Following their first foray into digital in June, Raze Collective are back with a festive party complete with cocktail making and breakout rooms so audiences can hang out and have a drink together. Frankie Thompson, a visual artist and emerging idiot, will be dropping in with an aerial surprise, and two emerging queer acts will be presenting fabulous short performances: Cocktails Before the Revolution from Joé de Vivre & Tilda Death, and Thatcher-Rite: Tea-Time from Jack Boal.
In Cocktails Before the Revolution, irrepressible non-state actors Joé de Vivre & Tilda Death invite you for a special evening of drag and drinks, mocktails and Molotov Cocktails. A casual tutorial that will teach you the essentials in mixology and co-resistance from a social distance. This festive season Tilda’s got some recipes every guerrilla needs, and there’s no assimilating Joé when he’s sugar high on glacé cherries. So happy Hanukkah bitches…
And for something less alcoholic but no less incendiary, Jack Boal will be bringing Thatcher-Rite: Tea-Time. Part interactive performance, part drag talking heads, the audience come for Tea with our dearly departed Maggie live and Dragged back from the afterlife. Come for a natter, a chit-chat, an exchange of ideas, if you will. Oh and bring cake! Don’t. Forget. The. Cake.
Audiences are invited to join in the cocktail making using lemons, ice and their favourite spirit, and a variety of breakout rooms will be open for 30 minutes at the interval and 30 minutes after the performances so audiences can have a natter at the (virtual) bars, where the DJs are playing live. Perfect for a virtual office party, there may even be some Christmas songs…
The charity and arts collective, Raze Collective, has commissioned these early career artists working in theatre, cabaret and live performance to support those who rely on venues and live audiences. The charity is called Raze as the organisation was established in response to queer spaces being razed, through the threats and closures of many queer performance spaces in London and elsewhere around the UK, such as Camden’s much-loved The Black Cap.
The event will be streamed on Something To Aim For’s new digital platform, Us In The Making, a site for experimentation and co-creation, which aims to support artists who have been de-platformed through the Coronavirus lockdown. A collaborative project mobilised to help organisations sustain their communities whilst building new connections and profiling critical voices online.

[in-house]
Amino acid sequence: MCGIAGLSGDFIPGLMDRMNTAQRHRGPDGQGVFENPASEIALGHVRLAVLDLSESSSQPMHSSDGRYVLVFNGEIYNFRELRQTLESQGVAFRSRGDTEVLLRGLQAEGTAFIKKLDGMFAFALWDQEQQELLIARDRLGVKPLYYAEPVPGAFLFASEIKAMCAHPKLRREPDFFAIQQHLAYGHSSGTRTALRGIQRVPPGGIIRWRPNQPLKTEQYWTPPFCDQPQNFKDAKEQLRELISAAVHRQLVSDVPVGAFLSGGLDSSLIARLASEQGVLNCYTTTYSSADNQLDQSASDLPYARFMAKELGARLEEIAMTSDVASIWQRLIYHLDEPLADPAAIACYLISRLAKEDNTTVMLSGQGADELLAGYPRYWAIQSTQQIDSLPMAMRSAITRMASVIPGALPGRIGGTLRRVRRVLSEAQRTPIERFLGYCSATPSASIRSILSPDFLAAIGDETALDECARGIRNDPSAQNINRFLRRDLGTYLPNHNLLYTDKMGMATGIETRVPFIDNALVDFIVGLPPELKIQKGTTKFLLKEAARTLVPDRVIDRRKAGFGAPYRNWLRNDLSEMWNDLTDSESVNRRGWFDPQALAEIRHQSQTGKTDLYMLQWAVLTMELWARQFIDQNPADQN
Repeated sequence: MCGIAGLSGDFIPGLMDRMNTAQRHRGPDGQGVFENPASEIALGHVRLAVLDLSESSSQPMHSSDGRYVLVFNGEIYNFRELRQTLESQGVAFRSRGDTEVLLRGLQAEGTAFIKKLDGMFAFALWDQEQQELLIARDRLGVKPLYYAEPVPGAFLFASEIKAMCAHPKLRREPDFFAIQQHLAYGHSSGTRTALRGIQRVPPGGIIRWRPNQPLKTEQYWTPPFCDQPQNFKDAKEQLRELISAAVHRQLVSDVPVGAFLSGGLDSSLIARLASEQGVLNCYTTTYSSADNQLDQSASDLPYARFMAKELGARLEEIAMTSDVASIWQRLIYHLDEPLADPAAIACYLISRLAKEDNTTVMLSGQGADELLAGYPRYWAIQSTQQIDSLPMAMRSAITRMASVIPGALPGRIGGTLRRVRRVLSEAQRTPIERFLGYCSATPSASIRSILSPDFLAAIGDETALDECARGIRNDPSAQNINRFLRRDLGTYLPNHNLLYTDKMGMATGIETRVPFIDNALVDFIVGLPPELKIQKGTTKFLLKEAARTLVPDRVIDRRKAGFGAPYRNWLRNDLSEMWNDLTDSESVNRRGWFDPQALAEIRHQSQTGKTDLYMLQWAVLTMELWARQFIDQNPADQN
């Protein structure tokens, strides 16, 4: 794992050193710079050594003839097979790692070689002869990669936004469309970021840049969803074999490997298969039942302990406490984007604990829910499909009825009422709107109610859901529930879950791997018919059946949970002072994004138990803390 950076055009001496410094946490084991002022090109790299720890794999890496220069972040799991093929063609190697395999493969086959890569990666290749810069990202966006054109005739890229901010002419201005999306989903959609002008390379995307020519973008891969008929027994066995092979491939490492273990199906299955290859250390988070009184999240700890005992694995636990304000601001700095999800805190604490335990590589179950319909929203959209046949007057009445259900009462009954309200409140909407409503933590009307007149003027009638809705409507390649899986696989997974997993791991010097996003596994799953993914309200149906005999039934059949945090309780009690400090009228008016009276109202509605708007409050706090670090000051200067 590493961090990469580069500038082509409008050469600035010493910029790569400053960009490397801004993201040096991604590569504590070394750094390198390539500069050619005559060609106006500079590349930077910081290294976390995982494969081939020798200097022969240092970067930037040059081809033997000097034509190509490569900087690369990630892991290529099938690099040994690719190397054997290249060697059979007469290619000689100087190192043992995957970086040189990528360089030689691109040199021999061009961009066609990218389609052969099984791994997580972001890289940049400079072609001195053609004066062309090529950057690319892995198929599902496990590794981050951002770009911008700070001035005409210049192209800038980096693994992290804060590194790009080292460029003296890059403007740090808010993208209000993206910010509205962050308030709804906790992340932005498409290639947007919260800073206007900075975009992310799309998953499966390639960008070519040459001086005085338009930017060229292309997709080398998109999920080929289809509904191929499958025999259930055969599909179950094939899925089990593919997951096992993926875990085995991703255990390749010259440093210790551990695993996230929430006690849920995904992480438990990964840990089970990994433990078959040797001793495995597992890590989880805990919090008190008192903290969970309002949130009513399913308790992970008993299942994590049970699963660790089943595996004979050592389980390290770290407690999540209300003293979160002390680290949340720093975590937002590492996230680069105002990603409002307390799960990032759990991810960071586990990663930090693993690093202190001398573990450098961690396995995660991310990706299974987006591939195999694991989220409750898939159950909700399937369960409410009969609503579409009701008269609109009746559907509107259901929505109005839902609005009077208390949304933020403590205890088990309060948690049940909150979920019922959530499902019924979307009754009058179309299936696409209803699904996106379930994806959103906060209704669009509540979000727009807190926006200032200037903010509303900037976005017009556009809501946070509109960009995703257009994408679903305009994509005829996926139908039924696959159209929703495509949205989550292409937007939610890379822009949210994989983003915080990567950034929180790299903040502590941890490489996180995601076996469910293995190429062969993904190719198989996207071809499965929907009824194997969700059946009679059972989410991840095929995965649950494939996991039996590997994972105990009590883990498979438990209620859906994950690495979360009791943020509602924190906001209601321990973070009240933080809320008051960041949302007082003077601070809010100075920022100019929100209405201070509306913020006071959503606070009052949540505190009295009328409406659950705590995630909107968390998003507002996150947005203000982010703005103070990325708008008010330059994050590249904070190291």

Raze Collective producer Cassie Leon said, “Our first event went so well and we were able to support some great artists so we are doing it again! Creatives are not able to rush back to work and put on shows in theatres so we are encouraging them to create, experiment and explore making digital work from home. With brilliant technical support and creative ideas the artists are cooking up something exciting. It is important to us to be able to support queer performers during this tough time and what better way than to be able to keep creative and develop a few new skills. We also recognise that for many people the act of leaving their homes isn’t possible so we are coming to them! Digitally.”
Raze Collective is a charity established to support, develop and nurture queer performance in the UK. They have defined queer performance as “performing arts undertaken by people who identify as Lesbian, Gay Bisexual, Transgender, Queer or Intersex (LGBTQI+) or that contains LGBTQI themes, content or context.” The collective brings together people working in different aspects of the queer performance community, including performers, producers, promoters, directors, venue owners, academics and audience members in order to protect and promote queer performance for everyone.
Razed and Confuzed is a series to give LGBTQAI+ early career artists the opportunity to develop performance in the early stages of creation. They offer performance opportunities, rehearsal space, production support, producing and directorial support and a cash fund to make sure they are able to support queer artists. This is in response to performers’ feedback that there is limited opportunity for scratch performances of newly developed work outside of low-tech bars and clubs.
Friday 11th December, doors 6.45pm, start time 7pm – £6.50
Running time: 2hrs 30m (including 30 min interval and 30 mins breakout room time)